Little Evidence Pain Creams Work

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TUESDAY, Feb. 5, 2019 (HealthDay News) -- Despite their wide use, commercial pain creams and gels don't do much for chronic pain, a new report claims.

In fact, the government-funded study, ordered by U.S. Congress, found these creams/gels were no better than placebos, researchers said.

"Our study of nearly 400 pain patients suggests that people who use these compounded creams and gels are being taken advantage of, because the scientific evidence to support a benefit is not there," said study senior author Dr. Steven Cohen, director of pain research at Walter Reed National Military Medical Center.

The products can cost anywhere from $20 to thousands of dollars a tube, and billions are spent on them in the United States each year, the researchers said.

About one-third of U.S. adults have chronic pain, resulting in direct and indirect health care costs of about $600 billion a year, according to Cohen. He is also a professor of anesthesiology and critical care medicine at the Johns Hopkins University School of Medicine in Baltimore.

Compounded creams and gels typically contain one or more anesthetic, analgesic, sedative, antidepressant, anti-seizure or muscle relaxant drugs.

The study was conducted August 2015 to February 2018 and included 399 participants, aged 18 to 90. Nearly 43 percent were active duty military personnel, and the remaining participants were retired members of the military or dependents, such as spouses.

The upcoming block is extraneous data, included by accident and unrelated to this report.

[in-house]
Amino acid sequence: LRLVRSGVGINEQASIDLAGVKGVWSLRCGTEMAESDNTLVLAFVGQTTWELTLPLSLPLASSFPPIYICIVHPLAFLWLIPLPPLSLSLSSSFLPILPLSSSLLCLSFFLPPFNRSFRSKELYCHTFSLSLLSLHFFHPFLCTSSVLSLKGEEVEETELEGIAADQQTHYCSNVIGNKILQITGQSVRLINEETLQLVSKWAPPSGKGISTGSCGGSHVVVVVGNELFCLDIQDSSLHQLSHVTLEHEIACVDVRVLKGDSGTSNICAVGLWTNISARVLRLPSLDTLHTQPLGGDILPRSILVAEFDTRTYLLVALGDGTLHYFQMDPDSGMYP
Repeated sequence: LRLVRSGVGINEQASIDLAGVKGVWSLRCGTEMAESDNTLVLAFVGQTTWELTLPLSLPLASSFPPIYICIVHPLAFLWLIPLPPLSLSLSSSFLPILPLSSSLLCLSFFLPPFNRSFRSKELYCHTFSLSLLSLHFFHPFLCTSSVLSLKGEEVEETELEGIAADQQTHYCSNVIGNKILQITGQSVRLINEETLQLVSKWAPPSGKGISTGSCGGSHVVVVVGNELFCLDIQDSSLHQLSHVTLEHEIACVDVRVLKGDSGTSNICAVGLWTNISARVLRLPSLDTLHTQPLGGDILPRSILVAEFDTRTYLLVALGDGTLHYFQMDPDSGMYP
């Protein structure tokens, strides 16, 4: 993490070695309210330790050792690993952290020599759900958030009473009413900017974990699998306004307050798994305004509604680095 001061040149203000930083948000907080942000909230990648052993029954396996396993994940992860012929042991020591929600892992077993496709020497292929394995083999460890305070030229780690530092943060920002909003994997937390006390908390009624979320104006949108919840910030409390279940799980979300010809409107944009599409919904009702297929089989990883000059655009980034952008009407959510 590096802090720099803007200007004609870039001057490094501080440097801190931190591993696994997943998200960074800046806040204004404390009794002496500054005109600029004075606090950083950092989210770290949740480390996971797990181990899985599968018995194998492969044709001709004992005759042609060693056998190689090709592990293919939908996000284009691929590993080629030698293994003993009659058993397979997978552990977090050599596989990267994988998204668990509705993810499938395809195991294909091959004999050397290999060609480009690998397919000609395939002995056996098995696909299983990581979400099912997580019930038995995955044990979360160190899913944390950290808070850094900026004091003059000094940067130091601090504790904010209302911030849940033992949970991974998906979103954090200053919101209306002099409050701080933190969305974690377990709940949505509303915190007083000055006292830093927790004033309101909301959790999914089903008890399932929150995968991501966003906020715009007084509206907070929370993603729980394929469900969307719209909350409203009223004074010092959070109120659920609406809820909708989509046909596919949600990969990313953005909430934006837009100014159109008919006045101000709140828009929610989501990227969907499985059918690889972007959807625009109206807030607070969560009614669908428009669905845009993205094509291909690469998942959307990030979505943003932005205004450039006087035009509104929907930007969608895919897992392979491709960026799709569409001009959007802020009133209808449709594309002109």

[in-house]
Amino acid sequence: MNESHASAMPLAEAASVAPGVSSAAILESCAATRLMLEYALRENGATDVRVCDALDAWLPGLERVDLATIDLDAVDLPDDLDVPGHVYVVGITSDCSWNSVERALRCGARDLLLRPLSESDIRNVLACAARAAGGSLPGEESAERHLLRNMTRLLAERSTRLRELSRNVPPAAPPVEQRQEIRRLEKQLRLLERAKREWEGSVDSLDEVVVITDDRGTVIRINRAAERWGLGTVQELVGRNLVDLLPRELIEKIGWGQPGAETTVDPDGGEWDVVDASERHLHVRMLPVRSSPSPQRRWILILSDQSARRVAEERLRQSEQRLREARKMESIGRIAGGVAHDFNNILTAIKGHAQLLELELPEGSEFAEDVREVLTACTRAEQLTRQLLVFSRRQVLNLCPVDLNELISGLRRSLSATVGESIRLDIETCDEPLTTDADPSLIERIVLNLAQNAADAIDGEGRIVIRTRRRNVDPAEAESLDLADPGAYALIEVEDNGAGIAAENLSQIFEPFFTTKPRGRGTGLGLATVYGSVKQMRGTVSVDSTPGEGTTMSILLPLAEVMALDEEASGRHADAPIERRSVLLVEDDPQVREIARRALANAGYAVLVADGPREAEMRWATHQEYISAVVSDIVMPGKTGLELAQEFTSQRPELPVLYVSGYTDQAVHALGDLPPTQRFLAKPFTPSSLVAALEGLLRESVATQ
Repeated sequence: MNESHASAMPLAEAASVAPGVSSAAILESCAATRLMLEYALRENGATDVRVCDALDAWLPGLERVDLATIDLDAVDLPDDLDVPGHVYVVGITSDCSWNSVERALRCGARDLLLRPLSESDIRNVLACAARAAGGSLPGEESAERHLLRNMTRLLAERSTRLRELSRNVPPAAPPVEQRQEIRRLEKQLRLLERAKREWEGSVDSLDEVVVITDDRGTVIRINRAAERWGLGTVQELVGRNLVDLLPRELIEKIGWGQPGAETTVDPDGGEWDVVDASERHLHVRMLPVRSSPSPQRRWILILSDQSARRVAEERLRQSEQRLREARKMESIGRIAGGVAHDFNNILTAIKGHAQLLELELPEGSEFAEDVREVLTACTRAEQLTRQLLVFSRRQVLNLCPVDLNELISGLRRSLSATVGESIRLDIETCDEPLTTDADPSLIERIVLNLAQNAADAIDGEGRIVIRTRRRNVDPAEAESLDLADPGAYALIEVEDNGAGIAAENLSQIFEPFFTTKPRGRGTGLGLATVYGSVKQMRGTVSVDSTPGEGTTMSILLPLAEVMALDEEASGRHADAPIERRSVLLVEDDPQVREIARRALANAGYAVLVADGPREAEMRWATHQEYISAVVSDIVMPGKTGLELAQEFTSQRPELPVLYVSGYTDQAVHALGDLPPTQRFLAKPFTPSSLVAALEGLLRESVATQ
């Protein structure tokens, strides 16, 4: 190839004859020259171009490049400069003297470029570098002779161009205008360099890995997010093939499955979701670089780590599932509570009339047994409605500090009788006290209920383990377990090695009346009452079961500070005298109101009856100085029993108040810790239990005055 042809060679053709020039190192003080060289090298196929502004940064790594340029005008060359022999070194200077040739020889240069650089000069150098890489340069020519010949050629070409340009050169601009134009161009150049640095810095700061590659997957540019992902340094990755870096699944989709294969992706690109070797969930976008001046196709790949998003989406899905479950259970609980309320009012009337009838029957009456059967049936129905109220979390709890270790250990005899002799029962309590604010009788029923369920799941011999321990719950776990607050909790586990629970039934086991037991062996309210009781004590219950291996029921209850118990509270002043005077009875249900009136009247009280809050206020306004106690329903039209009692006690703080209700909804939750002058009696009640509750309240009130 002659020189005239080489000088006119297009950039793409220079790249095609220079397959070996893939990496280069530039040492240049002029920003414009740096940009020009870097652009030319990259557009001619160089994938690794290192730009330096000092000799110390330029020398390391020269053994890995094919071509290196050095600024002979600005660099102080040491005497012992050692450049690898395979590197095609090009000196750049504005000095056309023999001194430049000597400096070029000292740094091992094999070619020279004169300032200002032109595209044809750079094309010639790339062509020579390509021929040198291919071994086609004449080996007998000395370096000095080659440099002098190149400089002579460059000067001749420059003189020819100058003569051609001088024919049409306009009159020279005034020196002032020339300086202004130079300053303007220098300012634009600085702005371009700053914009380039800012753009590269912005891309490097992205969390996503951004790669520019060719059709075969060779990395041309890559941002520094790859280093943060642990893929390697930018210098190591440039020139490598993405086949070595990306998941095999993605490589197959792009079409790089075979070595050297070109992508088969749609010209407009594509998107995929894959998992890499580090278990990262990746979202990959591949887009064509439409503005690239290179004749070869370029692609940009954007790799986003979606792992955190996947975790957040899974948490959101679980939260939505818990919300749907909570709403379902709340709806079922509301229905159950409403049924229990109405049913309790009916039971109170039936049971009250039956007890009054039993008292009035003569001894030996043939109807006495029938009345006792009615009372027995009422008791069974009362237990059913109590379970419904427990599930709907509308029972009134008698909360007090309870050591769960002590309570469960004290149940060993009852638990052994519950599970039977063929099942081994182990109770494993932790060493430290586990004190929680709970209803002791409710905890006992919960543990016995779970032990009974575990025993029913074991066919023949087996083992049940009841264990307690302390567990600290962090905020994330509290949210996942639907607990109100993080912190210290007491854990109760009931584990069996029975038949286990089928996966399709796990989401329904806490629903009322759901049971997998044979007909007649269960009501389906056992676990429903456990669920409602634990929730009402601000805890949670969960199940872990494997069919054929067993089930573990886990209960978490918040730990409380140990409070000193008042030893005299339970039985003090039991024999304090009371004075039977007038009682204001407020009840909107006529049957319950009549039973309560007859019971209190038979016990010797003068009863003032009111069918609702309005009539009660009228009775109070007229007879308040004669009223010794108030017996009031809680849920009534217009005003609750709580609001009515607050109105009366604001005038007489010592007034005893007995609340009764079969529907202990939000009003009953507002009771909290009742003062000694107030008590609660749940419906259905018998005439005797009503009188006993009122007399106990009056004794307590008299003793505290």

All the participants had pain in specific areas, such as the face, back, buttocks, neck, abdomen, chest, groin and/or up to two extremities. The average length of time they'd had pain was 6.7 years.

They had three types of pain: neuropathic, caused by disease or damage to the nerves, such as shingles or diabetes; nociceptive or non-neuropathic, caused by injury to tissue, such as burns or sprains; and mixed pain, caused by damage to the nerves and tissues, such as certain types of back pain.

Patients were told to apply either a compounded cream or a placebo cream (they didn't know which they were using) three times a day to the affected area, and to make entries in a pain diary twice a day. The diaries were used to measure the outcomes.

After the treatment period ended, the study found no statistically significant difference in pain score reductions between the placebo and compounded cream users.

The slight improvements experienced by all the participants were probably due to the placebo effect, Cohen noted.

"With the number of research participants studied as long as they were studied, we should have been able to see a statistically significant difference in pain reduction if these creams were actually working," Cohen said in a Hopkins news release.

"But we didn't see this in our data," he added. "The pain reduction we saw in patients being treated with the pain cream was nearly the same pain reduction we saw in placebo -- there was just not a large enough difference for the reduction to be scientifically meaningful."

The study was published Feb. 5 in the journal Annals of Internal Medicine.

The study participants were eligible for coverage under TRICARE, a health insurance plan provided by the U.S. Department of Defense, covering some active duty and retired military personnel and their family members.

TRICARE spent $259 million on compounded pain creams in fiscal year 2013, and the cost increased to $746 million in 2014. In the first month of 2015, the Department of Defense spent about $6 million per day on the medications. In 2015, Medicare Part D paid out more than half a billion dollars for the creams, the researchers said.

More information

The U.S. National Institute of Neurological Disorders and Stroke has more on chronic pain.

SOURCE: Johns Hopkins Medicine, news release, Feb. 5, 2019

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